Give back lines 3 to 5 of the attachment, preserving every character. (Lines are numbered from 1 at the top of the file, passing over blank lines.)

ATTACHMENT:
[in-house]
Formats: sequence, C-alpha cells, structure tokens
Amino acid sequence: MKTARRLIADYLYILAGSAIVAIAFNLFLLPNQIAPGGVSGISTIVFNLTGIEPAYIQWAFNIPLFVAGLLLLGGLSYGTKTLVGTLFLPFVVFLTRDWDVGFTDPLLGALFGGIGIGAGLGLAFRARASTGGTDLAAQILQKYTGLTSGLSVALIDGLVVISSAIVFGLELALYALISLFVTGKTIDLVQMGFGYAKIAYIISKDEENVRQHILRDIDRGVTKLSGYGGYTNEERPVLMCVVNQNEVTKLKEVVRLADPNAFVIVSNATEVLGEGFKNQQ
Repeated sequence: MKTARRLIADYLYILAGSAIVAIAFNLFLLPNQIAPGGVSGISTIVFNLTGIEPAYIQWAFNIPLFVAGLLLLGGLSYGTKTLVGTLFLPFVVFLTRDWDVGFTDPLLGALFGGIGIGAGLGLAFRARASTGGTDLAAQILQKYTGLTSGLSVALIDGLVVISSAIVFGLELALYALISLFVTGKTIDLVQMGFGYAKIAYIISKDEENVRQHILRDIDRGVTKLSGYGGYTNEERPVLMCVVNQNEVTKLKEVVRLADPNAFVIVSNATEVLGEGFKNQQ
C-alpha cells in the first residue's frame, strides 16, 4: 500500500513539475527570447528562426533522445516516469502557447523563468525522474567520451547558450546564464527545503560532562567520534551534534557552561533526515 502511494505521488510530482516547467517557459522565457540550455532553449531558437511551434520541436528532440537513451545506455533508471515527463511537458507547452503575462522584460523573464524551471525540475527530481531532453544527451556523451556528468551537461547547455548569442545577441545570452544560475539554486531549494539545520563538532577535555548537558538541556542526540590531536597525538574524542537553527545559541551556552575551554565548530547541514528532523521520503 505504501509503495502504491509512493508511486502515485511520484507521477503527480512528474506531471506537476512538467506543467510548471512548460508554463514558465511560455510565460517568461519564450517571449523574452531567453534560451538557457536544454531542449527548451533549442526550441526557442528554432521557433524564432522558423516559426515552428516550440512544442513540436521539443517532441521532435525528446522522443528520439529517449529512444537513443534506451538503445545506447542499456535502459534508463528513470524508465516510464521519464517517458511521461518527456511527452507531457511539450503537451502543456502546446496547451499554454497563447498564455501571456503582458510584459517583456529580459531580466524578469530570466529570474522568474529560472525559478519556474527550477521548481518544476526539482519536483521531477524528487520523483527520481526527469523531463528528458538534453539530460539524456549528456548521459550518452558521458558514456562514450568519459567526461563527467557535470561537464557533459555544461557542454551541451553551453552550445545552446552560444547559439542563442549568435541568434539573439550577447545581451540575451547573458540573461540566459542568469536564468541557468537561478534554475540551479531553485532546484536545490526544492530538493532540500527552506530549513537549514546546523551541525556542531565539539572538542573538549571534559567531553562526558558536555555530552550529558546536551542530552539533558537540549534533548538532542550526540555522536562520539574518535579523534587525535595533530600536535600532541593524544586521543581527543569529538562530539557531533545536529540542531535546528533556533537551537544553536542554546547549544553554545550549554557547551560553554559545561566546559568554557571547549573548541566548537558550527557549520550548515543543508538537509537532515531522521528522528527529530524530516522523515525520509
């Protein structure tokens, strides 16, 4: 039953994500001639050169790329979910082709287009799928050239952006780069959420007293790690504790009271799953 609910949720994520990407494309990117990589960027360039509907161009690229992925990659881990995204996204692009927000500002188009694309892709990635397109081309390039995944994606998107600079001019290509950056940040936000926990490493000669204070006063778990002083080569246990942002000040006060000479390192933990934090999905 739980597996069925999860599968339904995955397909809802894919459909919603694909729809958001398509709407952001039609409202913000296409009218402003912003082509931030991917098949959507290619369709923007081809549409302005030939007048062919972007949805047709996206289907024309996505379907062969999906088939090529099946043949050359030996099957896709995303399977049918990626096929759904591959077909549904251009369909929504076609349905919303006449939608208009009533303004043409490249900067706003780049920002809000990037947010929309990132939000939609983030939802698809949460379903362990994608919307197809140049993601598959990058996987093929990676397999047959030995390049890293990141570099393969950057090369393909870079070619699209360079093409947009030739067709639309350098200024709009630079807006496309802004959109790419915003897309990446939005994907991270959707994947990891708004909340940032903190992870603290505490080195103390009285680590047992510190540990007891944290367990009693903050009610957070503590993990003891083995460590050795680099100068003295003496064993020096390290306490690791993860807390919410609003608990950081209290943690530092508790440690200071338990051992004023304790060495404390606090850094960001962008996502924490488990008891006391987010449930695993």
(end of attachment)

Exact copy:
Amino acid sequence: MKTARRLIADYLYILAGSAIVAIAFNLFLLPNQIAPGGVSGISTIVFNLTGIEPAYIQWAFNIPLFVAGLLLLGGLSYGTKTLVGTLFLPFVVFLTRDWDVGFTDPLLGALFGGIGIGAGLGLAFRARASTGGTDLAAQILQKYTGLTSGLSVALIDGLVVISSAIVFGLELALYALISLFVTGKTIDLVQMGFGYAKIAYIISKDEENVRQHILRDIDRGVTKLSGYGGYTNEERPVLMCVVNQNEVTKLKEVVRLADPNAFVIVSNATEVLGEGFKNQQ
Repeated sequence: MKTARRLIADYLYILAGSAIVAIAFNLFLLPNQIAPGGVSGISTIVFNLTGIEPAYIQWAFNIPLFVAGLLLLGGLSYGTKTLVGTLFLPFVVFLTRDWDVGFTDPLLGALFGGIGIGAGLGLAFRARASTGGTDLAAQILQKYTGLTSGLSVALIDGLVVISSAIVFGLELALYALISLFVTGKTIDLVQMGFGYAKIAYIISKDEENVRQHILRDIDRGVTKLSGYGGYTNEERPVLMCVVNQNEVTKLKEVVRLADPNAFVIVSNATEVLGEGFKNQQ
C-alpha cells in the first residue's frame, strides 16, 4: 500500500513539475527570447528562426533522445516516469502557447523563468525522474567520451547558450546564464527545503560532562567520534551534534557552561533526515 502511494505521488510530482516547467517557459522565457540550455532553449531558437511551434520541436528532440537513451545506455533508471515527463511537458507547452503575462522584460523573464524551471525540475527530481531532453544527451556523451556528468551537461547547455548569442545577441545570452544560475539554486531549494539545520563538532577535555548537558538541556542526540590531536597525538574524542537553527545559541551556552575551554565548530547541514528532523521520503 505504501509503495502504491509512493508511486502515485511520484507521477503527480512528474506531471506537476512538467506543467510548471512548460508554463514558465511560455510565460517568461519564450517571449523574452531567453534560451538557457536544454531542449527548451533549442526550441526557442528554432521557433524564432522558423516559426515552428516550440512544442513540436521539443517532441521532435525528446522522443528520439529517449529512444537513443534506451538503445545506447542499456535502459534508463528513470524508465516510464521519464517517458511521461518527456511527452507531457511539450503537451502543456502546446496547451499554454497563447498564455501571456503582458510584459517583456529580459531580466524578469530570466529570474522568474529560472525559478519556474527550477521548481518544476526539482519536483521531477524528487520523483527520481526527469523531463528528458538534453539530460539524456549528456548521459550518452558521458558514456562514450568519459567526461563527467557535470561537464557533459555544461557542454551541451553551453552550445545552446552560444547559439542563442549568435541568434539573439550577447545581451540575451547573458540573461540566459542568469536564468541557468537561478534554475540551479531553485532546484536545490526544492530538493532540500527552506530549513537549514546546523551541525556542531565539539572538542573538549571534559567531553562526558558536555555530552550529558546536551542530552539533558537540549534533548538532542550526540555522536562520539574518535579523534587525535595533530600536535600532541593524544586521543581527543569529538562530539557531533545536529540542531535546528533556533537551537544553536542554546547549544553554545550549554557547551560553554559545561566546559568554557571547549573548541566548537558550527557549520550548515543543508538537509537532515531522521528522528527529530524530516522523515525520509